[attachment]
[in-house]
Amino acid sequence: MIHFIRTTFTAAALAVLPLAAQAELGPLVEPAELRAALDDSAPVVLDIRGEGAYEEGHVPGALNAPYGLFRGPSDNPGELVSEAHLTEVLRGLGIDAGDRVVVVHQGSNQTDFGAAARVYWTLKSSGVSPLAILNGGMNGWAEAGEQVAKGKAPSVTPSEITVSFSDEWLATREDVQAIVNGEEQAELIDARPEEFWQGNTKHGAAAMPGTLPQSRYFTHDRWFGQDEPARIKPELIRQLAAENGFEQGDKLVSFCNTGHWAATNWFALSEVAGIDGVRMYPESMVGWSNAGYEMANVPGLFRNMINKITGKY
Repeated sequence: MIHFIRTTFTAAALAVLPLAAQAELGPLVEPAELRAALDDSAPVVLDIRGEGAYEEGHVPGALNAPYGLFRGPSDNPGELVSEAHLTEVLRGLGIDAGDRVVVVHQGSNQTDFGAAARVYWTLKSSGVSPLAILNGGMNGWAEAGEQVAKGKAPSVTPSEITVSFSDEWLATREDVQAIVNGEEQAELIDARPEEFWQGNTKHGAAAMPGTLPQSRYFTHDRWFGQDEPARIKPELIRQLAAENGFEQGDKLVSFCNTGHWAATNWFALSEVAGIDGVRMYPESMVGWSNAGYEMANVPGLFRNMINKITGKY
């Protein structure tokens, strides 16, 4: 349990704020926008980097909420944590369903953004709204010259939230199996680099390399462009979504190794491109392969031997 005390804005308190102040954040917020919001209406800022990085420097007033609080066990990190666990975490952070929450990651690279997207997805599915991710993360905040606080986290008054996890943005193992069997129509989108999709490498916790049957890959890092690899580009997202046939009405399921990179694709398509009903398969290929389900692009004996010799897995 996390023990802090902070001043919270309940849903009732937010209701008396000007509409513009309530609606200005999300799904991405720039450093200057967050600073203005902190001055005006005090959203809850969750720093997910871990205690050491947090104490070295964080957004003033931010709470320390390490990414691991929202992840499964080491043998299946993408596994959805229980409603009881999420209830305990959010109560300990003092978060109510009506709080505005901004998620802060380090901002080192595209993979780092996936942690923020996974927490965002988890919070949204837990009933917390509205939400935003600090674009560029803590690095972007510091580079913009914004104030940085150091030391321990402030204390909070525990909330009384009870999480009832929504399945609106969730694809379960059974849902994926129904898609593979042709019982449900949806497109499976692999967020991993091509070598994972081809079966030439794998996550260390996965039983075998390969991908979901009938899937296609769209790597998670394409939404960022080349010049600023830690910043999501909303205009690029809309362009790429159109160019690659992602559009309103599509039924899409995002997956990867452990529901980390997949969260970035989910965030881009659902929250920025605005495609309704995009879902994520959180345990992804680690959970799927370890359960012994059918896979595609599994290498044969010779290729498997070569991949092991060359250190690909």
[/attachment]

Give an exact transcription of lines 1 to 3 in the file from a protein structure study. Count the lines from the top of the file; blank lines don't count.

[in-house]
Amino acid sequence: MIHFIRTTFTAAALAVLPLAAQAELGPLVEPAELRAALDDSAPVVLDIRGEGAYEEGHVPGALNAPYGLFRGPSDNPGELVSEAHLTEVLRGLGIDAGDRVVVVHQGSNQTDFGAAARVYWTLKSSGVSPLAILNGGMNGWAEAGEQVAKGKAPSVTPSEITVSFSDEWLATREDVQAIVNGEEQAELIDARPEEFWQGNTKHGAAAMPGTLPQSRYFTHDRWFGQDEPARIKPELIRQLAAENGFEQGDKLVSFCNTGHWAATNWFALSEVAGIDGVRMYPESMVGWSNAGYEMANVPGLFRNMINKITGKY
Repeated sequence: MIHFIRTTFTAAALAVLPLAAQAELGPLVEPAELRAALDDSAPVVLDIRGEGAYEEGHVPGALNAPYGLFRGPSDNPGELVSEAHLTEVLRGLGIDAGDRVVVVHQGSNQTDFGAAARVYWTLKSSGVSPLAILNGGMNGWAEAGEQVAKGKAPSVTPSEITVSFSDEWLATREDVQAIVNGEEQAELIDARPEEFWQGNTKHGAAAMPGTLPQSRYFTHDRWFGQDEPARIKPELIRQLAAENGFEQGDKLVSFCNTGHWAATNWFALSEVAGIDGVRMYPESMVGWSNAGYEMANVPGLFRNMINKITGKY